Review

Among The Sleep

Impressive First Steps Into The Horror Genre
by Tim Turi on May 30, 2014 at 12:18 PM
Publisher: Krillbite
Developer: Krillbite
Release:
Rating: Not rated
Reviewed on: PC

Childlike imagination is generally considered a happy, wondrous thing. Krillbite's first-person horror game turns this expectation on its head, tossing players into the psyche of a child coping with a turbulent family life. Among the Sleep packs fewer scares and puzzles than I traditionally enjoy in horror games, but its surprising storytelling helps it succeed despite these shortcomings.

Players experience everything from the vertically challenged perspective of a toddler on its second birthday. The quiet celebration between the child and mother is interrupted by a loud knock at the door followed by the muffled sound of adults arguing. The mother returns with a present and no additional company, subtly suggesting a custody battle is being waged for the young protagonist. This sets the tone for the story to come, which spirals down an Alice in Wonderland-esque rabbit hole.

Childlike wonder mixes with the traumatizing effects of abusive family environments to achieve potent results. I consistently considered the real-life effects of irresponsible parenting on children - something few games touch on - and it made my time with the game even more impactful.

The story unfolds as players explore the deep recesses of a child's imagination. Interacting with the world and solving the simple puzzles is reminiscent of Amnesia: The Dark Descent, but without the blood and guts. You pull chairs up to doors and climb them to reach the handle. You can open creaky doors and drawers as slowly or quickly as your bravery permits. Players can waddle about on their feet, but running too long causes them to stumble and crawl before getting back up. It's a clever concept, but doesn't impact gameplay in any purposeful way.

Among the Sleep is also playable on Oculus Rift kits, if you've got one

Basic puzzles like collecting toy trinkets or slotting shape toys into shaped holes are fitting for the theme, but don't scratch true problem-solving itches. However, the experience is less about what you're doing and the context surrounding it. Throwing a ball at a liquor bottle on a shelf doesn't feel meaningful, until darkness begins to spread and ominous noises build.

Among the Sleep is a powerful, emotionally moving experience, but it takes a while to get there. Momentum drops off after a strong opening, leaving players to wander around corrupted playgrounds and foggy forests. While these early sequences are heavy on creepy atmosphere, they're light in terms of actual threats. I began to brazenly charge after monsters lurking in the dark, unconvinced they would ever actually harm me. However, my doubt was eventually extinguished during a tense-yet-brief encounter with a menacing creature. Don't go into this game expecting to be endlessly stalked by invincible foes. Krillbite relies on monster evasion far less than other horror games, a trade that swaps thrilling gameplay for elegant storytelling.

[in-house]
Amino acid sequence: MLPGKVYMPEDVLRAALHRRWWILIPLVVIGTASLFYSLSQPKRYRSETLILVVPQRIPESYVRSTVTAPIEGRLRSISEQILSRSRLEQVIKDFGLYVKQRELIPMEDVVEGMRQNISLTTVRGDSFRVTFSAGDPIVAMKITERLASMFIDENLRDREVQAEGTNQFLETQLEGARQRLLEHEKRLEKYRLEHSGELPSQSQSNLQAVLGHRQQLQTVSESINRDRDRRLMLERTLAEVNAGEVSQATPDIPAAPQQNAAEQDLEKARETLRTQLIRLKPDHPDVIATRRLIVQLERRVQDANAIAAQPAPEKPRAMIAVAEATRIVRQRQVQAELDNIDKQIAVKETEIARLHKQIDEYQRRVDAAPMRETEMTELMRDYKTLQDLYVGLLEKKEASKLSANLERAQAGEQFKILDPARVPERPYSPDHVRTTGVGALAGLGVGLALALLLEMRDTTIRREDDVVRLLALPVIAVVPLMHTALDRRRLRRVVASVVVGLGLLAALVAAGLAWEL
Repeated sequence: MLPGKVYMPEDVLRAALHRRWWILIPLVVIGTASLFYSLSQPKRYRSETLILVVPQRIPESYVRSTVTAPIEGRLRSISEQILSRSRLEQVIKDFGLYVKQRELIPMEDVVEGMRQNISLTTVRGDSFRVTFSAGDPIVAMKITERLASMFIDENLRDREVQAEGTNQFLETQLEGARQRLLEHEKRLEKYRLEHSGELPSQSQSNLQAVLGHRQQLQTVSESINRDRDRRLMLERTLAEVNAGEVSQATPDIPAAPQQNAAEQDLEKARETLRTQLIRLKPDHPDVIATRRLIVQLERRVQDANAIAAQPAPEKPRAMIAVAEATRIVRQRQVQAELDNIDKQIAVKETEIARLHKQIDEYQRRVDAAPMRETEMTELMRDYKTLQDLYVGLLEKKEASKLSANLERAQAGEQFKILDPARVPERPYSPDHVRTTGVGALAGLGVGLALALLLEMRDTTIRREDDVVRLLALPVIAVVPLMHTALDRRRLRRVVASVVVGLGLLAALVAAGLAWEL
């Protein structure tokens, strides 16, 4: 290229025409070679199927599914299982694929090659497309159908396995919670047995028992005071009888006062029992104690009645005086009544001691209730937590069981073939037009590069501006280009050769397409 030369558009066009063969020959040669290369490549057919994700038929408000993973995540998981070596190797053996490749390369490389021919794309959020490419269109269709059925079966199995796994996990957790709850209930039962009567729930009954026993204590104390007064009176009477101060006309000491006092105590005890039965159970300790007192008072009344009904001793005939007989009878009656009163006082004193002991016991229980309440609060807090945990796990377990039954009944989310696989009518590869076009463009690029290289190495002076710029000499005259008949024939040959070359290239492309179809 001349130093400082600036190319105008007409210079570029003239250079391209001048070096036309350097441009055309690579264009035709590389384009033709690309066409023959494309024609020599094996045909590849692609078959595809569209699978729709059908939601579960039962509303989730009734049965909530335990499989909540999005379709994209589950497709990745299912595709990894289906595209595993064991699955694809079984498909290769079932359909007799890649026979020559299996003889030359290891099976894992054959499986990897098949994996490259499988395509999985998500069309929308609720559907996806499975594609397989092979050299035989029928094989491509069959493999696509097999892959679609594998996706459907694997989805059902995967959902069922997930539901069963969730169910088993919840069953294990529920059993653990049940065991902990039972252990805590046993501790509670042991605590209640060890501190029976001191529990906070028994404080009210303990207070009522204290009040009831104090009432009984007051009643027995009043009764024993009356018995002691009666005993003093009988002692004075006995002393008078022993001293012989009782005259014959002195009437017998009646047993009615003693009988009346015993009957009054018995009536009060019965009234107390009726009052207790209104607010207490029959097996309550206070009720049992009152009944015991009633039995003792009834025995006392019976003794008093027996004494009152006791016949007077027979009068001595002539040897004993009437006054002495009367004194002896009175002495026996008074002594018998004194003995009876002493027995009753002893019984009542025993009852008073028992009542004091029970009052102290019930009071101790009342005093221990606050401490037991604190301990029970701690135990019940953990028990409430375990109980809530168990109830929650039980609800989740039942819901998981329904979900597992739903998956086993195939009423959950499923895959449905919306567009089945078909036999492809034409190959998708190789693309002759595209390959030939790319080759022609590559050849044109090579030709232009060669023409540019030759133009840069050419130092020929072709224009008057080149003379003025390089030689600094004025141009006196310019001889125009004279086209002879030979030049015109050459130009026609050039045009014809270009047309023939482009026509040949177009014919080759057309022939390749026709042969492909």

True scares are disappointingly infrequent, but Among the Sleep helps make up for it with a gripping tale that picks up in the second act. Krillbite expertly communicates the rough upbringing this child has had. Few words are spoken, and text appears as gibberish (given the protagonist's inability to read). Nevertheless, numerous crude crayon drawings, repeated themes like broken bottles and claustrophobic spaces, and a general ominous vibe deliver the story in a memorable way. The final moments and the dramatic twist before the end made the whole ride worth it.

Krillbite's horror game is an impressive feat in video game storytelling. It leaves more of an impact in a distilled 3 to 4 hours than some games with 60-hour campaigns. The scares may be lacking and some of the puzzles are dull to a fault, but this studio has expertly crafted a game that lets players unravel its story in a meaningful way.

Among The Sleep cover
Among The Sleep

Krillbite's horror debut is light on scares and interesting puzzles, but strong in the storytelling department.

7.75
i
Game Informer's Review System
Concept Experience a child's dreamlike interpretation of domestic violence through a unique first-person perspective
Graphics A mix of colorful kid toys and brooding, corrupt environments. The art style is striking, even if the visuals aren't amazing on a technical level
Sound The creepy audio design is a perfect blend of unsettling lullabies, muffled arguments, and ominous droning
Playability The toddler protagonist controls a little clumsily, but that's by design. Sometimes physics interactions are wonky
Entertainment While sparse in terms of legitimate scares, the unnerving story and chilling vibe make it worthwhile
Replay Moderately Low